PET Scans Find Unexpected Cancers

Tests find tumors unrelated to original one

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By
HealthDay Reporter

TUESDAY, Jan. 27, 2004 (HealthDayNews) -- When people with cancer have positron emission tomography (PET) scans to determine the spread of their disease, their doctors may find more some unwelcome surprises.

That's the conclusion of a new study in the February issue of Radiology, which found 58 suspected cancers in 1,750 scans of people believed to have cancer. What was shocking was that these suspected cancers weren't related to the original cancer, and most of the people had no apparent symptoms from the additional cancer.

"As we were evaluating routine PET scans in patients who had cancer, or who potentially had cancer, we found these unexpected abnormalities that you wouldn't expect to find with these tumors," says study author Dr. Harry Agress Jr., director of nuclear medicine and the PET center at Hackensack University Medical Center.

"We were able to identify cancers in patients who had no idea they were there," Agress says. "And they were picked up early enough that they could be removed before they spread."

PET scanning is done using small amounts of a slightly radioactive substance. Cells that use more energy absorb more of this substance, causing them to change colors on the scan. Cancerous cells often use more energy than normal cells. Areas of inflammation and infection can also use more energy, so PET scanning is often used in conjunction with other imaging techniques, such as CT scanning, to help doctors differentiate what's causing an area to change colors on a PET scan.

For this study, Agress and his colleague, Dr. Benjamin Cooper, reviewed PET scans done on people who were believed to have cancer. They discovered 58 abnormalities in 53 people out of 1,750 scans. These abnormalities were unrelated to the original reason these people were seeking treatment.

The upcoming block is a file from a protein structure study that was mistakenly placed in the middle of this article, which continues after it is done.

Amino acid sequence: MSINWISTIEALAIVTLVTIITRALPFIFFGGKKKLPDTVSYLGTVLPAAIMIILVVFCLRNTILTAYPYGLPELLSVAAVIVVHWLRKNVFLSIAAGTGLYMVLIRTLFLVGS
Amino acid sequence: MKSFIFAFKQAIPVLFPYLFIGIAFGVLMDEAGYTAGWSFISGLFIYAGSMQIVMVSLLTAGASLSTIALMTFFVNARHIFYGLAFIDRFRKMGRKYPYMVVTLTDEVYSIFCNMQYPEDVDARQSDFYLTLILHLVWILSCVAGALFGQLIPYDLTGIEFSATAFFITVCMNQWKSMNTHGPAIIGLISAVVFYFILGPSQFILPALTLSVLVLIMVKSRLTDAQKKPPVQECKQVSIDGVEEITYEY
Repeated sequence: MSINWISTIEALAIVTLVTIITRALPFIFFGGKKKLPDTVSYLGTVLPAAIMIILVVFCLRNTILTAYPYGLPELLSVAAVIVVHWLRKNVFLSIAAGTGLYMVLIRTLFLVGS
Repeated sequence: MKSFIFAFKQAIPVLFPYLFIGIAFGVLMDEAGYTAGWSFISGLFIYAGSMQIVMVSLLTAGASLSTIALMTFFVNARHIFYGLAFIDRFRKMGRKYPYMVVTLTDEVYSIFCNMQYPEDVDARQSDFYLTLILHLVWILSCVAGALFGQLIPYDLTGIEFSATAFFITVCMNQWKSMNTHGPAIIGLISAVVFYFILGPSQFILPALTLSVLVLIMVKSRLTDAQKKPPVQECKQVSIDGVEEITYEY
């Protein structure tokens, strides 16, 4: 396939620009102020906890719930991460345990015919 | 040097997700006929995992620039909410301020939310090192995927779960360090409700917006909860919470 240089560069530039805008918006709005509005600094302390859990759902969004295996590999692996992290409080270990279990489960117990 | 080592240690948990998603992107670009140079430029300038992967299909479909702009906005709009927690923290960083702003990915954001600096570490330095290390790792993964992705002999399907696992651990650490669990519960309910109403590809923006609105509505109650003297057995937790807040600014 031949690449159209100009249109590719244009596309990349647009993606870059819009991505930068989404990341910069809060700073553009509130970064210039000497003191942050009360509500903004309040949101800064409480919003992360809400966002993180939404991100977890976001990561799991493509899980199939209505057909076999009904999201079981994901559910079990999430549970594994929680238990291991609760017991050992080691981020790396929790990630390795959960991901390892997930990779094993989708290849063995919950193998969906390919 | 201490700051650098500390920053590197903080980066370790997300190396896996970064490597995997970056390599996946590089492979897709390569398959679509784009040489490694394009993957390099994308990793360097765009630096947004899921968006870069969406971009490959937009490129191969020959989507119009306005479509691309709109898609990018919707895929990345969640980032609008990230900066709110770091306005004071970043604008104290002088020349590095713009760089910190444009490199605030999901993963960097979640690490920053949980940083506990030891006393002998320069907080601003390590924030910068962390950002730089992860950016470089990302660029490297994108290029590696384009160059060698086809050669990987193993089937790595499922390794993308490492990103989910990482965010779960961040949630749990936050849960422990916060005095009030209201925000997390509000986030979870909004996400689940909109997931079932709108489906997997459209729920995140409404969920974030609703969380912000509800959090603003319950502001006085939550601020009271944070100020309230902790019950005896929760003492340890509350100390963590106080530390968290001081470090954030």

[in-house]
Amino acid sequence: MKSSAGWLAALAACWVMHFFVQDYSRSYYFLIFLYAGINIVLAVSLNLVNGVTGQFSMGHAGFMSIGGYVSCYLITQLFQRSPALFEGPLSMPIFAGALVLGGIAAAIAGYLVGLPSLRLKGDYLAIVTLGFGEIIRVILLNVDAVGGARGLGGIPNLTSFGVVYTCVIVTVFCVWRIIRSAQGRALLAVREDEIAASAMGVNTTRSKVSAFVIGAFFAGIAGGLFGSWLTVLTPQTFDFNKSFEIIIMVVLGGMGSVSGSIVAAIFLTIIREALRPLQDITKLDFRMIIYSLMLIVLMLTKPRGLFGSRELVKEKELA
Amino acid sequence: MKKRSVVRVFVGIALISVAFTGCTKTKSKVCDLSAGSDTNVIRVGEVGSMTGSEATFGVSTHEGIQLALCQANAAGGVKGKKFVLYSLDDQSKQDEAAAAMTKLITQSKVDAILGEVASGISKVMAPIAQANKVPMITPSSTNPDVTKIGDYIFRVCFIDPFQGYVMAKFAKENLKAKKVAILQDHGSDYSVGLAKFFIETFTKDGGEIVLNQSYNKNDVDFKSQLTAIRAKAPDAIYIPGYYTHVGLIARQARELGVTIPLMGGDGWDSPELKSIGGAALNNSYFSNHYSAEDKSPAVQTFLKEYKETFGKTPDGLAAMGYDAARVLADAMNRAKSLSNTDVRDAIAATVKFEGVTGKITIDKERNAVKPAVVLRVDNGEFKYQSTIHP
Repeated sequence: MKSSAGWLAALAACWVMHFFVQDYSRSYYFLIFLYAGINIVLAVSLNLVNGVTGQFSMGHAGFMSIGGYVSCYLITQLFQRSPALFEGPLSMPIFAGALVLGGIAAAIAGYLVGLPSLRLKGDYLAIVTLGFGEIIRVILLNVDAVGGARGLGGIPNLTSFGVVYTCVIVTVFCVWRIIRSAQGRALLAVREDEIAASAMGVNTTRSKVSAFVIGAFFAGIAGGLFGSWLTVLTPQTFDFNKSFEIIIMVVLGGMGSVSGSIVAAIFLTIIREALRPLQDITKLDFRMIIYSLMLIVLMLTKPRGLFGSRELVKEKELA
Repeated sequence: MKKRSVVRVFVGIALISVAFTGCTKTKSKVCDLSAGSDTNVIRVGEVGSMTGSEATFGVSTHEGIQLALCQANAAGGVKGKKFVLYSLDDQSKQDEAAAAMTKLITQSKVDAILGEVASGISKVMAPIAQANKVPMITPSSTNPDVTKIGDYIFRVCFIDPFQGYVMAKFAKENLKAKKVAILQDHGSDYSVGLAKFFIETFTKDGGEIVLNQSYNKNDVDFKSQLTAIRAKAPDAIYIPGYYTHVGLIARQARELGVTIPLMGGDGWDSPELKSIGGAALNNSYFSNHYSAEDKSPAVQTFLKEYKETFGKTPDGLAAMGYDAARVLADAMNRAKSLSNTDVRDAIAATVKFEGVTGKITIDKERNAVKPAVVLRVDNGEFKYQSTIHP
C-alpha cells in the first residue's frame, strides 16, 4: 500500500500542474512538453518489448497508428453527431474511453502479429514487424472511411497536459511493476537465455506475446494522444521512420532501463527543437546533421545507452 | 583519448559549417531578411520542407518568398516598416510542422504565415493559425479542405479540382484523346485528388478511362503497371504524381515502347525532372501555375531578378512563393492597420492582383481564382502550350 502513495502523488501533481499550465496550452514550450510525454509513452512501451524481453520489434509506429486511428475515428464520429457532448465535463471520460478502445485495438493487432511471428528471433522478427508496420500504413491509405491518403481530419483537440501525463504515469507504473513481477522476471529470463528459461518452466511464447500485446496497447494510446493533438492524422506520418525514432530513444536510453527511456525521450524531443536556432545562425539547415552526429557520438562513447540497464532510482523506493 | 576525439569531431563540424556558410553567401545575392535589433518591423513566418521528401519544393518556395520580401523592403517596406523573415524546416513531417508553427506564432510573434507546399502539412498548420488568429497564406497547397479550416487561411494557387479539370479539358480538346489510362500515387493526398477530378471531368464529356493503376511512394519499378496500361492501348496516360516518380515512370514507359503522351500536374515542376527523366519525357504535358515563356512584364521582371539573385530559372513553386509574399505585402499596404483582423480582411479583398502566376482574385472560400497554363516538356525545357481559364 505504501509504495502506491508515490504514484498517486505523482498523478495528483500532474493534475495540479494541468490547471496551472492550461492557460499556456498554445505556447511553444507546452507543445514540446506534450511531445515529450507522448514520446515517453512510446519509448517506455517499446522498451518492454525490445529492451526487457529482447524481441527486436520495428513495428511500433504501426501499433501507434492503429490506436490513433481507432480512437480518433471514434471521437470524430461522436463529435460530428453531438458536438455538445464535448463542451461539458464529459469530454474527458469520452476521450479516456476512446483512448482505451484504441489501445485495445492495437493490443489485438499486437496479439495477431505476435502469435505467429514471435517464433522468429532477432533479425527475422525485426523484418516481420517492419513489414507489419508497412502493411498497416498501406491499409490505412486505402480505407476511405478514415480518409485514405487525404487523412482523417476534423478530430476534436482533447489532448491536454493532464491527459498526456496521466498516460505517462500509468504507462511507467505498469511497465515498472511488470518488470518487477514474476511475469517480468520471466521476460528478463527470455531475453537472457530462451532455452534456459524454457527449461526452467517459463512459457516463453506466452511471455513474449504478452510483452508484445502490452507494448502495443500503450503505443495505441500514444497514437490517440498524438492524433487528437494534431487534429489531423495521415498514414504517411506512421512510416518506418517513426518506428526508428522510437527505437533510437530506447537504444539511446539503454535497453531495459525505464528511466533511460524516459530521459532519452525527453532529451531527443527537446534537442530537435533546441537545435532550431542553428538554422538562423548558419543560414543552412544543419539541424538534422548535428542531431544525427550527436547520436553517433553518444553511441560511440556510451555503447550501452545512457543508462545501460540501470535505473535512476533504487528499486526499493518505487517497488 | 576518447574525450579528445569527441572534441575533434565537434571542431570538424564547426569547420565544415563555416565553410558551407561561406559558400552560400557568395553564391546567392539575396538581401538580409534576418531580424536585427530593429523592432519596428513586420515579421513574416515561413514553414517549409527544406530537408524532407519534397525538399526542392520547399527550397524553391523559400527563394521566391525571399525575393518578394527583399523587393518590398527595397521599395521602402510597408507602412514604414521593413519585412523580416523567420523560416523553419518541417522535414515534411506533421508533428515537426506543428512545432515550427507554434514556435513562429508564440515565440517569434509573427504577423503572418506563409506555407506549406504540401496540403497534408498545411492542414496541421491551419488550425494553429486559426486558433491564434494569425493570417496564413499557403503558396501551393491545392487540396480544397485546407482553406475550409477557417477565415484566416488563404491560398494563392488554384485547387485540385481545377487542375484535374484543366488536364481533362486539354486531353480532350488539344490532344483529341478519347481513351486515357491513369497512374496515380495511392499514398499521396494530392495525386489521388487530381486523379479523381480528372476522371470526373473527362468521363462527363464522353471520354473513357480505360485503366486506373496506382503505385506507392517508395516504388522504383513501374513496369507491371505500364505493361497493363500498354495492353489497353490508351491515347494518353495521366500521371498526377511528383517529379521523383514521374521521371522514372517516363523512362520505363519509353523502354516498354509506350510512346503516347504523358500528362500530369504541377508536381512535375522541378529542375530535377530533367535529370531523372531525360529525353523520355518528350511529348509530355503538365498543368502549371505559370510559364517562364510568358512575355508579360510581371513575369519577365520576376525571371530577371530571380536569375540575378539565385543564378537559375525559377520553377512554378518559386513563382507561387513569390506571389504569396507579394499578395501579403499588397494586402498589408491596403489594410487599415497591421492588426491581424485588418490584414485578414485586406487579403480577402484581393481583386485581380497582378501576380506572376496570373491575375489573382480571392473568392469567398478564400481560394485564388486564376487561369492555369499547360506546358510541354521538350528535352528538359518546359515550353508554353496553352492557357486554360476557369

Agress says they waited about a month and then checked to be sure follow-up tests were done on the people with abnormalities. Forty-two people allowed the suspected cancerous cells to be biopsied.

"In patients who would allow a biopsy, 71 percent of the unexpected abnormalities were found to be either a cancerous or precancerous lesion," says Agress. "These abnormalities had nothing to do with why they had the scan and in the vast majority of cases, these people were completely asymptomatic."

"We're detecting things in patients that we did not know existed," says Dr. Jay Brooks, chief of hematology and oncology at Ochsner Clinic Foundation Hospital in New Orleans. But, he says, it's important to remember that PET scanning isn't 100 percent accurate, and that what's seen on a PET scan needs to be correlated with what else is going on in the body that might cause abnormal findings, such as an injury or infection.

Dr. Phil Evans, a spokesman for the American Cancer Society and a professor of radiology at the University of Texas Southwestern in Dallas, says these findings should be interpreted cautiously because these scans were done on a high-risk population. And, he adds, these findings need to be corroborated in other studies.

"PET is a very good tool in people who have or who are suspected of having cancer and it's a good staging tool, but it's not good for everyone," he says. Evans also points out that less than 2 percent of all the scans examined had unexpected abnormalities, so PET likely wouldn't make an efficient screening tool for the general population.

Agress says that it's hard to say if PET would ever be used for screening, particularly because of its cost -- around $1,800. He adds that some radiology centers are now using a combined CT/PET scanner that does both types of scans simultaneously, and may give doctors an even more effective way to diagnose cancer.

More information

To learn more about how cancer is detected, visit the National Cancer Institute or read this article from the American Cancer Society comparing PET scans to CT scans.

SOURCES: Harry Agress, Jr., M.D., director, nuclear medicine and PET center, senior attending radiologist, Hackensack University Medical Center, partner, Hackensack Radiology Group, Hackensack, N.J., and clinical professor, radiology, Physicians and Surgeons College at Columbia University, New York City; Jay Brooks, M.D., chief, hematology/oncology, Ochsner Clinic Foundation Hospital, New Orleans; Phil Evans, M.D., professor, radiology, University of Texas Southwestern, and spokesman, American Cancer Society, Dallas; February 2004 Radiology

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